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Tag: giveaways (page 2 of 6)

Fightin’ Figures

You may have gathered from the articles I’ve posted up until now that I’m not a huge fan of what are called ‘Euro’ games. Sorry about that. I’ve nothing against spending several hours hunched over a worker placement game, or a bit of area control or resource management, but to be frank, throw a few zombies with chainsaws in there or power-suited alternative-history WWII marines and I’m really a lot happier. It all depends on your personal definition of gaming fun. For me, games are all about immersion into imaginative worlds, and the laughter and groans that come with lucky dice rolls and last-minute reprieves. Many others prefer their careful long-term strategies to not be undermined by the draw of a card, and I can certainly understand that. But if you’re looking for in-depth examination of the many Euro games out there, I’m not the ideal author—even though I’ll be looking at some of these types of games in future articles.

One genre of games that does have a dominant place in my collection is the skirmish game. This kind of game is usually a two-player battle, either over tabletop terrain or on a board, between small bands of warriors. Sure, there’s a bit of strategy involved, but in general these games are about vicious combat, using your imagination, and playing out combats between figures that can sometimes turn into hilarious little stories that you remember for years. Let’s have a look at some of these games!

Again, the genre begins in a big way with Games Workshop. After the success of games like Heroquest and Space Crusade, the combats expanded onto the tabletop, and one of my personal all-time favourite combat games, Necromunda, was born. Set in the worlds of the Warhammer 40,000 sci-fi universe, Necromunda is a skirmish level tabletop combat game. Rival gangs fight it out for domination amongst the ruined buildings of the crowded ‘underhives’, vast cities in the far future. It’s a classic sci-fi bash—great figures, excellent cardboard terrain with the opportunity to scratch-build and buy more terrain setups, and even a campaign system if you want to see your gang grow and prosper over a series of battles.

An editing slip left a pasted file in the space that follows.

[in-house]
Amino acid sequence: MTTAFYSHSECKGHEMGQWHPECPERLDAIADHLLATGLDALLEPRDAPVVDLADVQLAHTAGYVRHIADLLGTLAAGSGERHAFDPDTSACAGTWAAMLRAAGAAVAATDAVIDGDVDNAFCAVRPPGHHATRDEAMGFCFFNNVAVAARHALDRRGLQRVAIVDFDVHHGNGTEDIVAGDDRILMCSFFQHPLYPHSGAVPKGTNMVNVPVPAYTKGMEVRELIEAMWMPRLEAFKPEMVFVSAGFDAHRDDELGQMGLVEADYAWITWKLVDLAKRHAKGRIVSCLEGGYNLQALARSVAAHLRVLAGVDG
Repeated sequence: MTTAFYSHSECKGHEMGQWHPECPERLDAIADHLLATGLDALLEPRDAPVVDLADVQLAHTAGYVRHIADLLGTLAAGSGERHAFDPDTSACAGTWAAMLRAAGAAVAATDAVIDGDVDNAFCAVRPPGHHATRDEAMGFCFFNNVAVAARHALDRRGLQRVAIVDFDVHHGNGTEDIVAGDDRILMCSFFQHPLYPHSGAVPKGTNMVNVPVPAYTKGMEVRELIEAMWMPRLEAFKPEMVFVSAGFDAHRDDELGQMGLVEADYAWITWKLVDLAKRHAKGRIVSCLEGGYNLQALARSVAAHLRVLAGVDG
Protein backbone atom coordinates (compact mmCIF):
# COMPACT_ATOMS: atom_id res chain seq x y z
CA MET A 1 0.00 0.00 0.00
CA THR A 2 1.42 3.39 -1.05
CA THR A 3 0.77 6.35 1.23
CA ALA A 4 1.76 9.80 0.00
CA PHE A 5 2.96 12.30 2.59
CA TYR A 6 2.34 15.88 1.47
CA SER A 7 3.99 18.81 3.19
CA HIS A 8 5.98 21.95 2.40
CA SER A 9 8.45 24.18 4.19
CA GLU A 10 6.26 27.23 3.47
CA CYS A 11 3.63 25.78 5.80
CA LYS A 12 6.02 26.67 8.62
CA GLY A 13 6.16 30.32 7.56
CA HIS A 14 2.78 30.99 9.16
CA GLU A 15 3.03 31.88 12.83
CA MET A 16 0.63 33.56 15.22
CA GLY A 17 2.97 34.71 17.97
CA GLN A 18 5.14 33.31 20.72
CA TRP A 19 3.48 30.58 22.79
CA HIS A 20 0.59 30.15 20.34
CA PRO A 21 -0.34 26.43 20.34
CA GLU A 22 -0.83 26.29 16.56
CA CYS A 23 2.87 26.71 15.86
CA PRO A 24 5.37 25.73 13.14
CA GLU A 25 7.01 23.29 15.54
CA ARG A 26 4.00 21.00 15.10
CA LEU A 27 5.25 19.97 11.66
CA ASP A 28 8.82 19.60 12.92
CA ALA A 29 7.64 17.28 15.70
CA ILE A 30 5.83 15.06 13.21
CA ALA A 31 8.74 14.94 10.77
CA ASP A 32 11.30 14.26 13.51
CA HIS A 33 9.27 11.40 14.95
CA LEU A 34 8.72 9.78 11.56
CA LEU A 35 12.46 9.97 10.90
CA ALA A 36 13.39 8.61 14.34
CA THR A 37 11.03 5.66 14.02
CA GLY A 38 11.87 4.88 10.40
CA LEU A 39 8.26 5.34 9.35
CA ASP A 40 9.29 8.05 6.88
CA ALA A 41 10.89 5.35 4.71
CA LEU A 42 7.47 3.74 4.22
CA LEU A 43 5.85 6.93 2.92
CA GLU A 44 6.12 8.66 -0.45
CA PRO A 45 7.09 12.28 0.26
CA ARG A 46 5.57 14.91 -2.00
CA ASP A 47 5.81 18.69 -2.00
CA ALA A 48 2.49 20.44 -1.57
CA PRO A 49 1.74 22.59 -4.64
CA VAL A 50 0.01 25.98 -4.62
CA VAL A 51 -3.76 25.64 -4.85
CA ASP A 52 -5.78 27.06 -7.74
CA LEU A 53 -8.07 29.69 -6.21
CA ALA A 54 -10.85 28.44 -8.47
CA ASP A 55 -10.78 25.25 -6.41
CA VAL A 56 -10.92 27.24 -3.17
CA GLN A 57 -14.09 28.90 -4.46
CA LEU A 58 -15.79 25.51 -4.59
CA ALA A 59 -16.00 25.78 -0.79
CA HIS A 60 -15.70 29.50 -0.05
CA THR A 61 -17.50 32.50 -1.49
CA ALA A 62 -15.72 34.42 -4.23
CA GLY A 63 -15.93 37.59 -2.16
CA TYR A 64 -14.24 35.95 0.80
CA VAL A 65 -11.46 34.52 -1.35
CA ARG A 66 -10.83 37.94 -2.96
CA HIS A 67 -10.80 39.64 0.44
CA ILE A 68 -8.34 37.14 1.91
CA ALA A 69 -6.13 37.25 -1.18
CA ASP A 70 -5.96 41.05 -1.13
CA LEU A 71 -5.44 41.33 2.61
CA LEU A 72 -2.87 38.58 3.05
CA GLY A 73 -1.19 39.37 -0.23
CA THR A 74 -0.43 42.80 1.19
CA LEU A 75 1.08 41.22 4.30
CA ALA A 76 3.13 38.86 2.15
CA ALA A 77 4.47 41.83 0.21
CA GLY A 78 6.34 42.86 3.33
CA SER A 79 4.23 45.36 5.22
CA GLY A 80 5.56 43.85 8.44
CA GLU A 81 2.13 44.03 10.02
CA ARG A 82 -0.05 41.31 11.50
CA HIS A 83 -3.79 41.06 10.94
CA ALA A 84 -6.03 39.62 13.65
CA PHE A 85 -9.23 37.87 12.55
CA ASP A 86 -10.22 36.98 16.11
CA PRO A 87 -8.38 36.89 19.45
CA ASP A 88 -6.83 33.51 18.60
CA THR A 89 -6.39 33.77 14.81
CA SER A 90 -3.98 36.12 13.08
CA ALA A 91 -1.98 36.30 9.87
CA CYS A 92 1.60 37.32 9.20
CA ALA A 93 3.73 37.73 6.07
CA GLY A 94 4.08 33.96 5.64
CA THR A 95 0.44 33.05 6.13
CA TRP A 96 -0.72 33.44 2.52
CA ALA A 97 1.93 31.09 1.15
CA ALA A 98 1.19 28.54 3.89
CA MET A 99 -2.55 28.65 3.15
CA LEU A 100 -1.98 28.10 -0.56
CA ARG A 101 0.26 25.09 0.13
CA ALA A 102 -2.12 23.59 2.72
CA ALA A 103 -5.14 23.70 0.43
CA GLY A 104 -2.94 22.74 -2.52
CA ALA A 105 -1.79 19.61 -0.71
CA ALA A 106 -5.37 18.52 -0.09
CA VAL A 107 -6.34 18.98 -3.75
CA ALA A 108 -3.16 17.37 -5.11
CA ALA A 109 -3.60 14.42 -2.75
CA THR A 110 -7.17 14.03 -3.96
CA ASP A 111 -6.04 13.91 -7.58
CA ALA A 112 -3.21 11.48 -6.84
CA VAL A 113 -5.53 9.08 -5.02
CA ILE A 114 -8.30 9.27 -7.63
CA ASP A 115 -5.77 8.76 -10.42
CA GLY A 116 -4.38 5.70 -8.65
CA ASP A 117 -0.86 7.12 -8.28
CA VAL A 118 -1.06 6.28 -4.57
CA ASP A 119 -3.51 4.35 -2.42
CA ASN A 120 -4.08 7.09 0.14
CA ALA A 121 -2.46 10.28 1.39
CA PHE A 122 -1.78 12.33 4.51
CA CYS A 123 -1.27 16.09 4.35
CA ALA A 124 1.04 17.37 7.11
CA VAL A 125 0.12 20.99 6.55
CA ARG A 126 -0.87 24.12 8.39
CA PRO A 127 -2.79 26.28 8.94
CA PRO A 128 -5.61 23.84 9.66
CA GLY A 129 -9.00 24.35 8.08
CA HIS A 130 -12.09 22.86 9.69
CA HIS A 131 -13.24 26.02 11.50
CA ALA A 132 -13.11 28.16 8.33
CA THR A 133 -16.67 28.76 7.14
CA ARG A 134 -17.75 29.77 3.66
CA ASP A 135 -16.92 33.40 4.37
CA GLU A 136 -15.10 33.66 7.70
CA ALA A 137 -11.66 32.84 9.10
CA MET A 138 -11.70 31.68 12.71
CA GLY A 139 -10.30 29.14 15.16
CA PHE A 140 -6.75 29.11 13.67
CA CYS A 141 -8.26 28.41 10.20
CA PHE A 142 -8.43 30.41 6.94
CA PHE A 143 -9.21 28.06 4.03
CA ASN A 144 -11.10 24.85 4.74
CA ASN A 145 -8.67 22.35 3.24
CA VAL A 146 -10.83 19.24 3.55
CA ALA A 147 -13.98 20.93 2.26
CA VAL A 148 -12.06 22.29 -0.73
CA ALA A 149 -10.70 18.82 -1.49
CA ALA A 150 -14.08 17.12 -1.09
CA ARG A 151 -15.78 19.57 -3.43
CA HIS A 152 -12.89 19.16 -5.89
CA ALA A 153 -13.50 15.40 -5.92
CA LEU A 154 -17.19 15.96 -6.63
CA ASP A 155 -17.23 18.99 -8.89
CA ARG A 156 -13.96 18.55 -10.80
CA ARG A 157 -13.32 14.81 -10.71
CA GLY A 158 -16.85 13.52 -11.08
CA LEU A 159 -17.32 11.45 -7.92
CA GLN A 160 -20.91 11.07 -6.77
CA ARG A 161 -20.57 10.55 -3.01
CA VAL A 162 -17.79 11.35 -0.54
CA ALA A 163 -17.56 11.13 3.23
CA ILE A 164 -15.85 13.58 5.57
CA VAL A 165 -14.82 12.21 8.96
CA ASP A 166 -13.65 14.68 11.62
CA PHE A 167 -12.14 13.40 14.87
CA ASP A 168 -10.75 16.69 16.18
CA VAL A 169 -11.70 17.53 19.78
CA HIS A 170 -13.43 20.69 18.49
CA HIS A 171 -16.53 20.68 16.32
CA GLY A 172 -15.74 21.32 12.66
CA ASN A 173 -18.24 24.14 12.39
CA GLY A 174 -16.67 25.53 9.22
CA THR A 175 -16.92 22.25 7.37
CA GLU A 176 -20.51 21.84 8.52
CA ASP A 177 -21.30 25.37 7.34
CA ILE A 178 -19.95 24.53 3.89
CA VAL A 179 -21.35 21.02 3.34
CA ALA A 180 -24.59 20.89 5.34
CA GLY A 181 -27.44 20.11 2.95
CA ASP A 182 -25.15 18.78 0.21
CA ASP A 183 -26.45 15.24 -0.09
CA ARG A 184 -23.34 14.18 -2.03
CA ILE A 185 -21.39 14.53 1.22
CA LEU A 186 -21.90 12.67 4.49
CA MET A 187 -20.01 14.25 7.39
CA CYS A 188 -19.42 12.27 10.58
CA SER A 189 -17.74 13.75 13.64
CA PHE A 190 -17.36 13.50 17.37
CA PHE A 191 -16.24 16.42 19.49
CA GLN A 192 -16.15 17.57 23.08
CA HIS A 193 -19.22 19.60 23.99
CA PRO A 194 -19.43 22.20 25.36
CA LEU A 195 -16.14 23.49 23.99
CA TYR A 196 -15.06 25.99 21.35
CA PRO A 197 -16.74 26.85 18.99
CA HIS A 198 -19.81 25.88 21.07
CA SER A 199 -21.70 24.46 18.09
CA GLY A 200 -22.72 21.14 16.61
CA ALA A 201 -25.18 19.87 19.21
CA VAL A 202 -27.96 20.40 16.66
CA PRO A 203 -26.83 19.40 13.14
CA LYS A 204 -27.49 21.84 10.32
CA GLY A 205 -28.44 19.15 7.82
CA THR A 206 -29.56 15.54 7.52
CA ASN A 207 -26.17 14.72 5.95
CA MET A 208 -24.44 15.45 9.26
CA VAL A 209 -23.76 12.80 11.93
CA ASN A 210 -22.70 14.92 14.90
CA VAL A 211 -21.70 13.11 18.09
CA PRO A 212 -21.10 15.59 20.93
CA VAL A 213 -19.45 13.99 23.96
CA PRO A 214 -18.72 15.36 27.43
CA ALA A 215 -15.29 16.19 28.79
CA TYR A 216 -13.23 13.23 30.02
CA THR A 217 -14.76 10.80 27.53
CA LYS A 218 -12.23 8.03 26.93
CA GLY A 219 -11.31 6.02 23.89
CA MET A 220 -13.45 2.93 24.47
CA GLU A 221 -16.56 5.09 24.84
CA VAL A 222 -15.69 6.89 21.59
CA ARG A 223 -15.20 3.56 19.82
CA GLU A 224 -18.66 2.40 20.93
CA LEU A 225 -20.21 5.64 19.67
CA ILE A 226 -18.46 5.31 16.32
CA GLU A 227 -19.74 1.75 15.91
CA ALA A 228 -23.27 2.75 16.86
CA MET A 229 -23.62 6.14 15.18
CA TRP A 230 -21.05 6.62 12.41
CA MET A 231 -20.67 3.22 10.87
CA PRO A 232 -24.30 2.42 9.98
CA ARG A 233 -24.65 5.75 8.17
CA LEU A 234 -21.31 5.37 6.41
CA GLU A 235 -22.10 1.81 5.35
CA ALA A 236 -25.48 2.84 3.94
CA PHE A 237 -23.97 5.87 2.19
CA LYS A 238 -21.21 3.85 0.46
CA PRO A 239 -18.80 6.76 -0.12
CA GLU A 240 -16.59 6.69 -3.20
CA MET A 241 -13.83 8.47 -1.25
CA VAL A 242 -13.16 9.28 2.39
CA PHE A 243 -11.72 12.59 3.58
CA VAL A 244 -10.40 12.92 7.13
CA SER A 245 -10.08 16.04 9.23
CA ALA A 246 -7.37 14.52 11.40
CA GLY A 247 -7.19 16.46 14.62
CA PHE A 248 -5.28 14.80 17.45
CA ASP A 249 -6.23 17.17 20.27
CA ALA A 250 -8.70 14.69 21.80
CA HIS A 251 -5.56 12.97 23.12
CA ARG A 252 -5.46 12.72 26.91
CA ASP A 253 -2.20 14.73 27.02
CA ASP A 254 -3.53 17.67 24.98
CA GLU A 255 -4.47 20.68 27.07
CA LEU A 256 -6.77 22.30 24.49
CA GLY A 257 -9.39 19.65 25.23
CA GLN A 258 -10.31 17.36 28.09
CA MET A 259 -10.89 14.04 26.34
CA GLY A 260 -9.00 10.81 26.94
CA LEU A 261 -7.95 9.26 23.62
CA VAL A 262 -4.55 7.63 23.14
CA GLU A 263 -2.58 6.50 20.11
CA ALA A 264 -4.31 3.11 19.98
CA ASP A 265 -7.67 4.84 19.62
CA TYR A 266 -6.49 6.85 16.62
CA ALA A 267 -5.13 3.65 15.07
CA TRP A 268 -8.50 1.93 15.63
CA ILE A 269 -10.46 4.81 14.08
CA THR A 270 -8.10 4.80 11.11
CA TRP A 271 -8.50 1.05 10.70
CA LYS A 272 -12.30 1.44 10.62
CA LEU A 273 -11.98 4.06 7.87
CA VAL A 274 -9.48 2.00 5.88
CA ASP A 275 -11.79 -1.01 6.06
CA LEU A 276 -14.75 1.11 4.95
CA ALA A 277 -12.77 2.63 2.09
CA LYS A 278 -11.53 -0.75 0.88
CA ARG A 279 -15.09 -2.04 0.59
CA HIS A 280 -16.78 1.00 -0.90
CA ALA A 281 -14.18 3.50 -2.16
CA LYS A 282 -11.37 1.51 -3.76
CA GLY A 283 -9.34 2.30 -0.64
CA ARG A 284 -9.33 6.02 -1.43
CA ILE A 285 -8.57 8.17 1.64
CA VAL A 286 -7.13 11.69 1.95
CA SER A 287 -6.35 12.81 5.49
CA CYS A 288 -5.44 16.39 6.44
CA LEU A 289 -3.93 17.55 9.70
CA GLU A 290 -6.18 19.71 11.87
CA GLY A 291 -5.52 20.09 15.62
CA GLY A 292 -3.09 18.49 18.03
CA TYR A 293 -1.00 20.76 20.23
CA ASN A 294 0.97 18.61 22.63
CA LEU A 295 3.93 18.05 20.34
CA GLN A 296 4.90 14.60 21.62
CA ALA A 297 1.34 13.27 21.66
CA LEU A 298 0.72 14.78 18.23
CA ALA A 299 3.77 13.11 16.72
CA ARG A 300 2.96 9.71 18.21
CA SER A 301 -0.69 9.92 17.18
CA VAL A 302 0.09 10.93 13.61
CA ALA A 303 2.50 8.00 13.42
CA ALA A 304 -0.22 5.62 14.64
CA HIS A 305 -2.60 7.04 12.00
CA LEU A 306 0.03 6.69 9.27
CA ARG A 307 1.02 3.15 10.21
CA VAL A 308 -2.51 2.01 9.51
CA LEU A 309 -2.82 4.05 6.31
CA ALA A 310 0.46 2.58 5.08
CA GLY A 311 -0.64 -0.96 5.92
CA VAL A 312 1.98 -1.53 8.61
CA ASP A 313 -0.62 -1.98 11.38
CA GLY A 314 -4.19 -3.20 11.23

Not a big sci-fi fan? Well then perhaps you’d prefer Mordheim, a very similar game in the fantasy genre of Warhammer. Gangs of humans, skaven ratmen, undead—you name it— battle in the ruins of the Empire city of Mordheim, destroyed by a warpstone meteor from the heavens.

Of course, setting up tabletop battles can require a big commitment in time and money. But fear not, there are plenty of other options for setting your little men at odds. We’ve already discussed the many combat games in the dungeon crawling genre in a previous article, but for non-dungeon skirmish gaming, some excellent games are Heroscape,  IncursionOkko: Era of the Asagiri, Mutant Chronicles, and Tannhäuser.

No overview of fun skirmish-level combat would be complete without Heroscape, the system that hit gaming in 2004 with HeroScape Master Set: Rise of the Valkyrie and since then has expanded in all directions with innumerable expansion packs, a Dungeons and Dragons variant and even a Marvel Heroes version. The great advantage of Heroscape is that it’s quick and easy to play. The figures are all pre-painted plastic, and the terrain is made of interlocking plastic hexagons—you can get castles and vegetation too—that allow for an infinite variety of scenarios and setups. Of course, all the units have special abilities, but quick reference cards and a simple basic rules system make play fast and furious. Some might call it a ‘toy’; some might think pitting samurai against giant robots is weird—but who cares what they think!

Incursion is a recent release from Grindhouse Games, a small company making a splash. In fact I helped out a bit by designing the reference sheet that comes with the game. It’s set in the currently very popular ‘weird war’ genre; an alternative-history World War II that includes sci-fi and occult elements. Incursion is set in an underground laboratory complex, where power-suited US marines battle it out against Nazi zombies, experiments-gone-wrong, and of course—good ol’ zombies. It uses an action point system similar to the classic Space Hulk, is beautifully produced, and is a lot of fun. The game uses cardboard standups, but for an extra outlay you can buy stunningly-detailed metal miniatures which improve the visual aspect of the game immeasurably.